Further developments in consumer technology are also making it easier for multiple-use communication devices to be linked to existing company systems, reducing the need for additional expense and decreasing waiting times for custom mobile devices.

“Turbulent economic times don’t allow for big expenditure on trial-and-error technology. Service providers need to keep the bigger picture of sustained success in mind and be able to provide trusted advice on a plan that won’t cost and arm and a leg, and will deliver quick return on investment,” advised Marshbank.

“Most supply chain professionals already have a sound strategic plan in place. Instead of being sold a new system, they might just need some guidance on how to solve their pain points by repurposing their existing technologies.”

“Being able to blend systems and implement tools on a scalable basis is what sets the technology of the future apart from the unwieldy enterprise-wide software packages that were popular in the previous era,” said Marshbank.

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Read the November Issue of Supply Chain Digital.

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Jul 25, 2021

People Moves: Kuehne+Nagel, Asuccini, Algo

supplychain
Procurement
KuehneNagel
Logistics
2 min
Stay up to date on the latest supply chain executive moves and promotions, including Kuehne+Nagel, Algo, and Asuccini LLC

Peer Gjeow Rasmussen

Kuehne+Nagel


Was: Managing Director, Kuehne+Nagel India
Now: Managing Director, Kuehne+Nagel Singapore and Malaysia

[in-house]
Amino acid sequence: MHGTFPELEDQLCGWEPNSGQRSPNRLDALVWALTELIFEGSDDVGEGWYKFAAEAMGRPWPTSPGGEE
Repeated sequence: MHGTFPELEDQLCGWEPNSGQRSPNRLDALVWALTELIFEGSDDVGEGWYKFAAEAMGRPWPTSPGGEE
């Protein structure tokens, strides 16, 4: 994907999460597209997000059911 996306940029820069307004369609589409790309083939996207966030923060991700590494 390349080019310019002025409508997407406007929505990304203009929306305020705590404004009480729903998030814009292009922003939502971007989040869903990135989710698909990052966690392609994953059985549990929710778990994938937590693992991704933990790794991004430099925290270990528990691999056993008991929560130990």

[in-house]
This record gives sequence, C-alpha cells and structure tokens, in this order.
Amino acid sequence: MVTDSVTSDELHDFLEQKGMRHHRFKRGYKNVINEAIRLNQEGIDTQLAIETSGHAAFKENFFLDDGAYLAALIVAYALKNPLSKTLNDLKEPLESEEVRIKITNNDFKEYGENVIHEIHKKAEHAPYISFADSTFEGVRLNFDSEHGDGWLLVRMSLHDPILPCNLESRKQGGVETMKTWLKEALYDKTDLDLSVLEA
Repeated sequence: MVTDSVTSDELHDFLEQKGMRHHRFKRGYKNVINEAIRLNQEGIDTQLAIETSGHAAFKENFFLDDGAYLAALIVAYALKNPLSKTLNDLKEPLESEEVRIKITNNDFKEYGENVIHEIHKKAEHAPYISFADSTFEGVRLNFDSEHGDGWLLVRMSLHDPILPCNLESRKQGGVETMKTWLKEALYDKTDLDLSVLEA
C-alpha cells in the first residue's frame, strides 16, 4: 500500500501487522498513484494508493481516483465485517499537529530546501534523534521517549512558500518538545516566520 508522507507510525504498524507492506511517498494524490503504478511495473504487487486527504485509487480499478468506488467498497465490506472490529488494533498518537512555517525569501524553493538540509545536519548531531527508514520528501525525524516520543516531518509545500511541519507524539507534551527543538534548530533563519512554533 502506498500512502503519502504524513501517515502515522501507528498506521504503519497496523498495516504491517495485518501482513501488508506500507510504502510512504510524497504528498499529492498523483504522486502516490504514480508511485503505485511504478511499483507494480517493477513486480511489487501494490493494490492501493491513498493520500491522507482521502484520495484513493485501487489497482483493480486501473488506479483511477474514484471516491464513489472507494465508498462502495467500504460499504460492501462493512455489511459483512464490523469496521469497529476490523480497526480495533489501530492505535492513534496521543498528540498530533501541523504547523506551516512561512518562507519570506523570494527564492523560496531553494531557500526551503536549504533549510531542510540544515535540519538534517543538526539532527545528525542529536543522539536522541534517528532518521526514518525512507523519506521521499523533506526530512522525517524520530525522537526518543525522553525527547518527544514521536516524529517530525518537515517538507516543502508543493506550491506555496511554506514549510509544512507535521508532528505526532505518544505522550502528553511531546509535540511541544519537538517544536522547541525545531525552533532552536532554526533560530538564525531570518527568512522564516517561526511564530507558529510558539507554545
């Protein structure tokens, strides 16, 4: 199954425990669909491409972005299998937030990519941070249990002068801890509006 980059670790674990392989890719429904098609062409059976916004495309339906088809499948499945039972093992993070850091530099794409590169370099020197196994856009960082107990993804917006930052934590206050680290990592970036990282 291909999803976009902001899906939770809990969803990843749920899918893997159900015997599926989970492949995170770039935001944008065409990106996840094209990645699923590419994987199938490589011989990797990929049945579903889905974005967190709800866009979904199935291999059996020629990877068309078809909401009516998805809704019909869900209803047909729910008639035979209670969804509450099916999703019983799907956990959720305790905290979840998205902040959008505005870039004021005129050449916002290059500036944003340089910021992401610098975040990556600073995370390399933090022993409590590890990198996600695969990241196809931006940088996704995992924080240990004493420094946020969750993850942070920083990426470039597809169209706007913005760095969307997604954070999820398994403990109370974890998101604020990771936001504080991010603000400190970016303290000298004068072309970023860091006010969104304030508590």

Skilled in freight forwarding, logistics management, and international logistics, Peer Gjeow Rasmussen has worked for almost two decades to make Kuehne+Nagel a global leader in supply chain. With experience in Thailand, China, Denmark, the USA, and India, Rasmussen is poised to excel in the company’s diverse Singapore and Malaysia divisions. Said Jens Drewes, President of Kuehne+Nagel Asia-Pacific: "Peer’s proven leadership will ensure continued strategic growth and success." 

 

Heidi Turk

Algo


Was: SVP Supply Chain, NBC Universal
Now: Chief Customer Success Officer, Algo


Heidi Turk has been named Chief Customer Success Officer at Algo, a leading supply chain intelligence SaaS solutions provider. Prior to joining Algo, Turk spent the 23 years with NBC Universal, most recently as SVP Supply Chain.

Amjad Hussain, Chairman, founder and CEO, said: “Heidi’s deep knowledge of hard-goods manufacturing, distribution and retail channel operations will take Algo's white-glove, customer-centric service and support to the next level."


Jim Vrtis

Asuccini 


Now: Vice Chairman, Board of Directors, Asuccini

Jim Vrtis has been elected to the board of directors at Asuccini LLC, the leading international logistics transportation management software company. Vrtis will join as the Vice Chairman, and continue his role as CEO at Artemis ABA Inc. 

Vrtis has more than 20 years of industry experience working in transportation and logistics. Ashkan Shamili, Founder & CEO, said: “With the addition of Jim to our Board, we are committed to providing our customers with an innovative customised transportation management system built in the Salesforce cloud and tailored to the way our customers run their business.”